This book, however, gets into the remarkable promise that AI has for the future. Let’s take the potential for AI to reduce health inequities. In Africa, India, and many remote parts of the world, smartphone ultrasound is now being used to make a diagnosis. Noteworthy is that the person obtaining the ultrasound is not necessarily a doctor or clinician; the AI is starting to direct an uninitiated individual to obtain the desired image and do an auto-capture of a picture or video loop of interest. Algorithms are also being developed to provide immediate and accurate interpretations of the images obtained. Once fully validated, this creates a “closed-loop” without the need for trained personnel to rapidly and inexpensively obtain preliminary diagnoses anywhere in the world. We’re not there yet, but the early experience suggests it may be eminently achievable. Even now there is leveling of the earth with the smartphone attached probe that acquires an image that can be shared in the cloud and interpreted by an expert remotely.
It’s important to underscore, however, that AI tools could easily make inequities worse, if they are only available to affluent people. We have already seen too many examples of how bias can creep into algorithms and how AI tools can be used in practice that may unwittingly promote discrimination and unfairness. Attention to these concerns is vital if AI is ever going to reduce health inequities.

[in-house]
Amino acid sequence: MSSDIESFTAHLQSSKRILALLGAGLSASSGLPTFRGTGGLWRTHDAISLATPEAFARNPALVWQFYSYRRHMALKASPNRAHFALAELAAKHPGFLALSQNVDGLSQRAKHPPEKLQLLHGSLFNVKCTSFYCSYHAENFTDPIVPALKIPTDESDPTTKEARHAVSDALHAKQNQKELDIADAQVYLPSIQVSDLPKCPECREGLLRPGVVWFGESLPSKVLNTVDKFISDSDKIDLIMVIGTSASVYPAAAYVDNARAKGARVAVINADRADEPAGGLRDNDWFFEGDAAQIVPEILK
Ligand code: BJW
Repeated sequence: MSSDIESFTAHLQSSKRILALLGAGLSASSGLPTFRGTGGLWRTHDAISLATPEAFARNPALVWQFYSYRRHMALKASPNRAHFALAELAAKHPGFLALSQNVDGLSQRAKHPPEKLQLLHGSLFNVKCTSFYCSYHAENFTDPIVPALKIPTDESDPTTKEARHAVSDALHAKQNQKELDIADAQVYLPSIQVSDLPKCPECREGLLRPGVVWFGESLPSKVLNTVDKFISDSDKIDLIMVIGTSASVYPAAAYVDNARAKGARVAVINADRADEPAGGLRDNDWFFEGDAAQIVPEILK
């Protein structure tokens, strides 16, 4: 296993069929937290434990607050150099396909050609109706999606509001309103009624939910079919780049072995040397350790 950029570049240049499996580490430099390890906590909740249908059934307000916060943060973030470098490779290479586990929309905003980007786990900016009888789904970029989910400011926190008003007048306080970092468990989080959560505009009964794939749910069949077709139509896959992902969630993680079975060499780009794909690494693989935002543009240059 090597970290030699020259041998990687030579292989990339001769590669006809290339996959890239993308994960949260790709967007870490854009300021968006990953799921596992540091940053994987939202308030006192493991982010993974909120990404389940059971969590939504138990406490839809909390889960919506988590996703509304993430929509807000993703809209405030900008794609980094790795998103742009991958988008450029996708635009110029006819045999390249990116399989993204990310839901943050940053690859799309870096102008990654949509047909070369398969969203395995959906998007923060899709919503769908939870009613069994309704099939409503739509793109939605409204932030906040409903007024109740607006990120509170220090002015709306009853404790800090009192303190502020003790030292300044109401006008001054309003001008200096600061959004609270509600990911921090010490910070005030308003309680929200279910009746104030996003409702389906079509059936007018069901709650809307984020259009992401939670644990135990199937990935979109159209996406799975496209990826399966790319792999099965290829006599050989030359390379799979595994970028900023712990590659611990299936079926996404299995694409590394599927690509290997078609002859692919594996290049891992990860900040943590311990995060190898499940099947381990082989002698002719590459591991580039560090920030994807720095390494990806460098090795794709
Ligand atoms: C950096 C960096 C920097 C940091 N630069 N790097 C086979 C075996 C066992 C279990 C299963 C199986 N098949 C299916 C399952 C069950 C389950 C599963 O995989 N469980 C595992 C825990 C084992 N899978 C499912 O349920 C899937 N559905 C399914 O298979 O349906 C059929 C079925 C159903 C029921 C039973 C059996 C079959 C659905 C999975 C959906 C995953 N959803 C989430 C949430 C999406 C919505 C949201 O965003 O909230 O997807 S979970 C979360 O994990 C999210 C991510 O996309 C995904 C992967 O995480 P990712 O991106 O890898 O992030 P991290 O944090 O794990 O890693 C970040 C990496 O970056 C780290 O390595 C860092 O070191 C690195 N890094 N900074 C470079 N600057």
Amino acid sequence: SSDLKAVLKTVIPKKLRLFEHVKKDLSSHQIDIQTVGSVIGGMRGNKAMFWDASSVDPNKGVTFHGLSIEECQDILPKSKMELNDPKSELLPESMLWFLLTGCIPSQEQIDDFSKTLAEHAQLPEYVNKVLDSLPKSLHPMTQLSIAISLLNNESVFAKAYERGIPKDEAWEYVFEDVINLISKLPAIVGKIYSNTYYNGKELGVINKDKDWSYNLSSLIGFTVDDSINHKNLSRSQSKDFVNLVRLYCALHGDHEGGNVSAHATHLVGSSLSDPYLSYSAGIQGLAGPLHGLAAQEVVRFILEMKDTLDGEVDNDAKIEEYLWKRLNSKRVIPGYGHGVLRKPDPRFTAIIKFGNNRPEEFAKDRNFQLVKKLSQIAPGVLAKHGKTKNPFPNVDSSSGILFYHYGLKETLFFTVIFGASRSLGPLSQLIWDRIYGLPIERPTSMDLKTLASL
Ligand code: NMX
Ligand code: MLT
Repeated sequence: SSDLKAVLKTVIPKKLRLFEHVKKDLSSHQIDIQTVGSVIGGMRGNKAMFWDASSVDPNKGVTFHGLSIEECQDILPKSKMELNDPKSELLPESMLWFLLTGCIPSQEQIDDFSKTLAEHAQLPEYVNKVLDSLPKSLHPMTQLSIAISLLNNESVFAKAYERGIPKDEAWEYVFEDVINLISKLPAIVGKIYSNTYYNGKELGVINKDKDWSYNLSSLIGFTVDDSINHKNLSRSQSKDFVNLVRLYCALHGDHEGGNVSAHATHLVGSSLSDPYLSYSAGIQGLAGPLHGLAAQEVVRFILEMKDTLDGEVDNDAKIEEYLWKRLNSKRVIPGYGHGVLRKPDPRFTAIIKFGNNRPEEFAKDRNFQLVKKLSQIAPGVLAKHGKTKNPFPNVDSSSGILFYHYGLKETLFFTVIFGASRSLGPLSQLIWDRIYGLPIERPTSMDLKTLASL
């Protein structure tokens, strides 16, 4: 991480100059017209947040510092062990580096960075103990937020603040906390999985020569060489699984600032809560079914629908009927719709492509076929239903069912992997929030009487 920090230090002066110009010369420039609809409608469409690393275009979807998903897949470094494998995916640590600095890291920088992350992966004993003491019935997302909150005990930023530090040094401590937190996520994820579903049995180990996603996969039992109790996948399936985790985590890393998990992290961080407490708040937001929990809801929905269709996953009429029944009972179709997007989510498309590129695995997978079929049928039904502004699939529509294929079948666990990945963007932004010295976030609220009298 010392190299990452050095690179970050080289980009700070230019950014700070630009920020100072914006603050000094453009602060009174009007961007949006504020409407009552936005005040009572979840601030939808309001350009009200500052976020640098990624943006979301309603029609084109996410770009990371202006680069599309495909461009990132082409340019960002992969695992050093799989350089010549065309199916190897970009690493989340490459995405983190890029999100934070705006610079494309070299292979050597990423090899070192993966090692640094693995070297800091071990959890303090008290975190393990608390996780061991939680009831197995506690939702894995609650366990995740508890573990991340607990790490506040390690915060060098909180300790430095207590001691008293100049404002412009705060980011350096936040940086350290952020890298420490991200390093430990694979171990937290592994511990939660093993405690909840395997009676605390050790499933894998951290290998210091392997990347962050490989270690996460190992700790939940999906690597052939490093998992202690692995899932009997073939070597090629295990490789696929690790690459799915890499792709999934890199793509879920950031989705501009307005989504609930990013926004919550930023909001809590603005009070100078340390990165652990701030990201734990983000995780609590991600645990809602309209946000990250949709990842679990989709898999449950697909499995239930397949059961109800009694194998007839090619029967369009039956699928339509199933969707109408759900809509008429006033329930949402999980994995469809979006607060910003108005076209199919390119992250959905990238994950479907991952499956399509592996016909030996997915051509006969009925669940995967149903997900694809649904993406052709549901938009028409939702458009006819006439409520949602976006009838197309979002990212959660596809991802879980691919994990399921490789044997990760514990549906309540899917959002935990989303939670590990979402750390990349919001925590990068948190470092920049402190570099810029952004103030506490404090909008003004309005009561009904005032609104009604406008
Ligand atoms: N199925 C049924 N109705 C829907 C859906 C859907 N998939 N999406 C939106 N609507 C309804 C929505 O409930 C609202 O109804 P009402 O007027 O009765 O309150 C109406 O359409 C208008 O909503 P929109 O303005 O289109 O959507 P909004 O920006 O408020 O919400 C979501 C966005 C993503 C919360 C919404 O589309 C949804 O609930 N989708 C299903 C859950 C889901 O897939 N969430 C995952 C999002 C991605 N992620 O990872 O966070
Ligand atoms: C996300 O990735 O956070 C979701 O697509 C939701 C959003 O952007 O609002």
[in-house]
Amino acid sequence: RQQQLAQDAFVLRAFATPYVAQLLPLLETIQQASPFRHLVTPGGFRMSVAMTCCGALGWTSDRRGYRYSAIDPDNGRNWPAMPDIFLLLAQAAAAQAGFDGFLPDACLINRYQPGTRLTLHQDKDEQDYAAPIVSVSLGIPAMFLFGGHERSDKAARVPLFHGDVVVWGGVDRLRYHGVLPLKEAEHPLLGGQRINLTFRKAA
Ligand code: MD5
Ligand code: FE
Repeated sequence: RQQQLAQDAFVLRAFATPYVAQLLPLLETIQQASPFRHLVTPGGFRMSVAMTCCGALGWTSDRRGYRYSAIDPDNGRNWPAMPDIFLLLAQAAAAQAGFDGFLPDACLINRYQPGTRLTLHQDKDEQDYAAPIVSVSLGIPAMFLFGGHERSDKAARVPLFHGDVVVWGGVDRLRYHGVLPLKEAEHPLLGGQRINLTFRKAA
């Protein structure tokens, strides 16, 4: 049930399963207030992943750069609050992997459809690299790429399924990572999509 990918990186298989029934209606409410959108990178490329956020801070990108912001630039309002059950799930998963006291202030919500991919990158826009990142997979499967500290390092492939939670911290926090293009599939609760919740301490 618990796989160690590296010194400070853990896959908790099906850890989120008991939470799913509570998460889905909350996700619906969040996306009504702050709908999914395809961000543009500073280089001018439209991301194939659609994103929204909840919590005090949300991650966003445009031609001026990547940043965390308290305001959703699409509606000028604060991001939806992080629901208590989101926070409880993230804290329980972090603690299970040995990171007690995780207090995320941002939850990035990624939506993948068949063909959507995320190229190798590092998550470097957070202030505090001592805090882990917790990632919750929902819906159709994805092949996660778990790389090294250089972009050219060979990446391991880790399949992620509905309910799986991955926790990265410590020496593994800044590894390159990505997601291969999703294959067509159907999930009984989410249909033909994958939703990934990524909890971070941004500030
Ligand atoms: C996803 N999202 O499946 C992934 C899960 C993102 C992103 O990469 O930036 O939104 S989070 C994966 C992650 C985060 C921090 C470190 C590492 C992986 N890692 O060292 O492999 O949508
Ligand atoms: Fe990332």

It took decades for clinical researchers to finally determine that the social determinants of health were just as important, if not more so, than traditional risk factors such as diabetes or hypertension. While helpful, a person’s zip code is far too rudimentary to get a handle on this risk factor. Early studies that are noted in the book show how such data are starting to get imputed with natural language processing of electronic medical records including education, economics, neighborhood, access to health, health literacy, and social context.